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Marketing Alternative Investment Funds in Europe: A quick start guide

For many, the marketing regime for funds in Europe is a confusing mix of pan-European and country-specific rules.

Lawmakers have reacted by proposing a package of measures designed to remove regulatory barriers, making distribution simpler, quicker and cheaper and, notwithstanding some initial missteps, the most recent “compromise” proposals” signal a rather more satisfactory direction of travel.

Inevitably, Brexit – and, in particular, the unresolved issue of market access for managers and funds established in the UK – further complicates the picture.

Against this backdrop, we have produced our quick start guide to marketing alternative investment funds in Europe in attempt to make some sense of it all.

Although the guide is principally aimed at US managers, we hope it will assist any non-European manager in navigating unfamiliar terrain.

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O say does that
  Startling new structure yet waive
Our recourse to treat our carry
  As capital gains?

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...And That Governance Of The Funds by The Management Company For The Ultimate Beneficiaries Shall Not Perish From The Earth.

Adapted from Abraham Lincoln

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The Secretary of State of the United States of America hereby requests all whom it may concern to permit the United States fund manager named herein to pass without delay or hindrance and in case of need to give all lawful aid and protection.


Le Secrétaire d’État des États-Unis d’Amérique prie par la présente toutes autorités compétentes de laisser passer le gestionnaire de fonds américain titulaire du présent passeport, sans délai ni difficulté et, en cas de besoin, de lui accorder toute aide et protection légitimes.

El secretario de estado de los Estados Unidos de América, por medio de la presente solicita a quien corresponda, le permita al administrador de fondos de los Estados Unidos de América, nombrado en este documento, el paso sin demora ni dificultades, y en caso de ser necesario, brindarle toda la ayuda y protección lícitas.

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EUROPEAN FUND MARKETING RULES:
DOUBLE DUTCH?

FOR MANY US FUND MANAGERS, THE RULES GOVERNING THE RAISING OF CAPITAL IN EUROPE ARE OPAQUE.
The marketing regime for funds, supposedly harmonized in recent years, is a sometimes confusing mix of pan-European and country-specific rules.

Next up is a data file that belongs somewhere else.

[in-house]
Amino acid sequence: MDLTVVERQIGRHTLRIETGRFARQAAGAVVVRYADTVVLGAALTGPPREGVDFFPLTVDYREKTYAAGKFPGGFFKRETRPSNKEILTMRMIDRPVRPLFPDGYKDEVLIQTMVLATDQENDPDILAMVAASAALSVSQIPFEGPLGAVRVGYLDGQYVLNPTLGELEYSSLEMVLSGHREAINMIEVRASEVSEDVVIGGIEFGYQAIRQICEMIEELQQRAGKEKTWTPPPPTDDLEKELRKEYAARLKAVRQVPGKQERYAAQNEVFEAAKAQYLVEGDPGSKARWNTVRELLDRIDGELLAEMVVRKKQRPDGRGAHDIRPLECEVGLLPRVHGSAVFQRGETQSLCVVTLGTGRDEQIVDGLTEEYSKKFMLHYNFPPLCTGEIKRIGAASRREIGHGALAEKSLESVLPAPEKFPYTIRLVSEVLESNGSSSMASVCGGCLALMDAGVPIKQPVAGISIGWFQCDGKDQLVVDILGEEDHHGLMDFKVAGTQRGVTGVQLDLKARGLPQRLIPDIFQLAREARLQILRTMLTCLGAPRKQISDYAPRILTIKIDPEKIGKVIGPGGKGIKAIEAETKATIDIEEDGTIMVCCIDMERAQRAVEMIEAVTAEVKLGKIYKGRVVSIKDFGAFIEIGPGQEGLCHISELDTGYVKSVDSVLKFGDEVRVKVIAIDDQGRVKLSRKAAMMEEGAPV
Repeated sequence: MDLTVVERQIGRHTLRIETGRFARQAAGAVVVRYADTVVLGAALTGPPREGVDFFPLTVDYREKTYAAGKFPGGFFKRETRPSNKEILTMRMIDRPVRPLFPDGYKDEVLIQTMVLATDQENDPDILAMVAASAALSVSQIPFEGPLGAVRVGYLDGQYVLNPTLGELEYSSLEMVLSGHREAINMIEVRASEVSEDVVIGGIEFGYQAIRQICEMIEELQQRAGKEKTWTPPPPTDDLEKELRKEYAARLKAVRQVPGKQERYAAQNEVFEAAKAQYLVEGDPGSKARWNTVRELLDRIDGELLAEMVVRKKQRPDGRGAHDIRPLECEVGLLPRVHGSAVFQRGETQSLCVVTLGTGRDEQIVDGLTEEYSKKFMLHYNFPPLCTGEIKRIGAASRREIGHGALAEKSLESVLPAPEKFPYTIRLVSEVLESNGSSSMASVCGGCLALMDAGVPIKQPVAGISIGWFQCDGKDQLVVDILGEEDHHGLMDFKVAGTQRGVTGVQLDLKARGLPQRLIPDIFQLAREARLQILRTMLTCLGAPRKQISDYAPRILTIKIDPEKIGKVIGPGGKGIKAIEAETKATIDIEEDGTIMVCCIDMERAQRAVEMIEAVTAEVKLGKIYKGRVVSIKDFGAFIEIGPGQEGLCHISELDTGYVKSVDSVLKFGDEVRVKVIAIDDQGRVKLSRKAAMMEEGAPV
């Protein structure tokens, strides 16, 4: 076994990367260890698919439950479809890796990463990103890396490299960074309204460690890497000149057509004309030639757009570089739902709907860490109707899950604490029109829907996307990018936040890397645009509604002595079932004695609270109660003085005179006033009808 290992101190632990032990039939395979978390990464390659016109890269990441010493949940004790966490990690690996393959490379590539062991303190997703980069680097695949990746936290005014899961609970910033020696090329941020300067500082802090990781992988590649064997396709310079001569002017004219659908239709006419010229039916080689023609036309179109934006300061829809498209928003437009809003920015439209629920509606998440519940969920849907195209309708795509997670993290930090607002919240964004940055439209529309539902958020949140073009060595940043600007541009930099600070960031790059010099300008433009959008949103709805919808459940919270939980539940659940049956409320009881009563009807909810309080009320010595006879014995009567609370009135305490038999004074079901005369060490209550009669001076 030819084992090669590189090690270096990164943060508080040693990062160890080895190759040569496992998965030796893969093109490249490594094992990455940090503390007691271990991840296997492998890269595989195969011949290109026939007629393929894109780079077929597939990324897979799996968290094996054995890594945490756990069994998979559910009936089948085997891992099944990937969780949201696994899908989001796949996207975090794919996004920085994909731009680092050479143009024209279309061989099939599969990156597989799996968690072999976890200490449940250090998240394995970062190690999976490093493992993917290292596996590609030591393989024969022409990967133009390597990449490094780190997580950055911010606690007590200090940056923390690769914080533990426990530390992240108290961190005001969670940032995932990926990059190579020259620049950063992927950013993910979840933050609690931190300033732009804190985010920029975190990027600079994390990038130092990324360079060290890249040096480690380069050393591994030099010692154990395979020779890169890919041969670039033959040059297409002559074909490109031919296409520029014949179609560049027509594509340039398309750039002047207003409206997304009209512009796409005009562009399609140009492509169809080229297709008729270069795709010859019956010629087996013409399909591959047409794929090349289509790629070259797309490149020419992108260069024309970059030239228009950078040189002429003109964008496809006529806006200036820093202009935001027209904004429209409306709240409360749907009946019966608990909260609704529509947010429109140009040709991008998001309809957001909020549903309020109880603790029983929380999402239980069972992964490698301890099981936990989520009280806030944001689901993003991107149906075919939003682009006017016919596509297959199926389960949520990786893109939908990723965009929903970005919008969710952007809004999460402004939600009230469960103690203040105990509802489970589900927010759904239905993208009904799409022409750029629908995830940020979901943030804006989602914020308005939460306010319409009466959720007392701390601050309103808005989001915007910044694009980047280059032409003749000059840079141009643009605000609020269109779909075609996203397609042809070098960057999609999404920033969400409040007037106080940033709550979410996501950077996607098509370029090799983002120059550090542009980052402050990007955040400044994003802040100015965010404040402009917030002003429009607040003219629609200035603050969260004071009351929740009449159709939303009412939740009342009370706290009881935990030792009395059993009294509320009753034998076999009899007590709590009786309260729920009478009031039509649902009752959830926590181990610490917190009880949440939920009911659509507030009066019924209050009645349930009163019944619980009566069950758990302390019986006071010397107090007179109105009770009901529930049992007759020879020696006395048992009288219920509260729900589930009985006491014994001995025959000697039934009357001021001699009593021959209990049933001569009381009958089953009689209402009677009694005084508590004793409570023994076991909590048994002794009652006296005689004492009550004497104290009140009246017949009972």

THERE ARE MANY TRAPS FOR THE UNWARY.
This brief guide charts the European regulatory landscape, with the aim of aiding US managers as they seek to navigate unfamiliar terrain.

1OVERVIEW: ROUTES TO EUROPEAN
CAPITAL FOR US MANAGERS
Private-Placement
ESTABLISH-EUROPEAN-AIFM
Stamp-Hosting-Solutions
Reverse-Solicitation

The content of this document is general in nature and is not intended to contain definitive legal advice, which should be sought as appropriate in relation to a particular matter.

1 "Europe" for the purposes of this guide means the European Economic Area (EEA) – the 28 member states of the European Union, plus Norway, Iceland and Liechtenstein. Switzerland is outside of the EEA and is not within the scope of AIFMD. The distribution of funds to Swiss investors is governed by local requirements and is not covered by this guide.

IMPORTANT INFORMATION REGARDING PASSPORTING YOUR FUND

THE EUROPEAN REGULATORY LANDSCAPE
AIFMD: The marketing by US managers of private equity, hedge, real estate and other alternative investment funds (AIFs) in Europe is governed by the alternative investment fund managers directive (AIFMD or the Directive).

AIFMD purports to create a harmonised regulatory framework for the management and marketing of AIFs and is the most significant piece of European legislation affecting the fund management industry.
AIFMD contemplates that AIFs may be marketed in Europe via either:

  • The marketing “passport”: in return for complying with the Directive in full, the AIFMD marketing passport allows managers authorised in one European member state to market funds across Europe subject to compliance with the harmonised rules set out in the Directive (Note: the AIFMD marketing passport is not currently available to US managers); or
  • National private placement regimes (NPPR): under which member states may permit the active marketing of AIFs by “third country” (i.e. non-European) managers in their discretion, subject to compliance with certain generally applicable criteria (Baseline Requirements) (see page 10)

FUNDRAISING IN EUROPE: OPTIONS FOR US MANAGERS
As such, US managers wishing to actively market in Europe broadly have two options:

  1. Market on a jurisdiction-by-jurisdiction basis under NPPR (where possible) – allowing them to continue with their usual vehicle and management structure; or
  2. Utilise a European fund and management structure – allowing them to market on a pan-European basis under the AIFMD marketing passport.
The marketing perimeter

Marketing – ‘Marketing’ for the purposes of AIFMD means an “offering or placement of units or shares at the initiative of the AIFM or on behalf of the AIFM.” This definition is particular to AIFMD and does not have its ‘ordinary’ meaning. Consequently, it has been construed and applied inconsistently across Europe. Generally, AIFs may only be marketed to professional investors.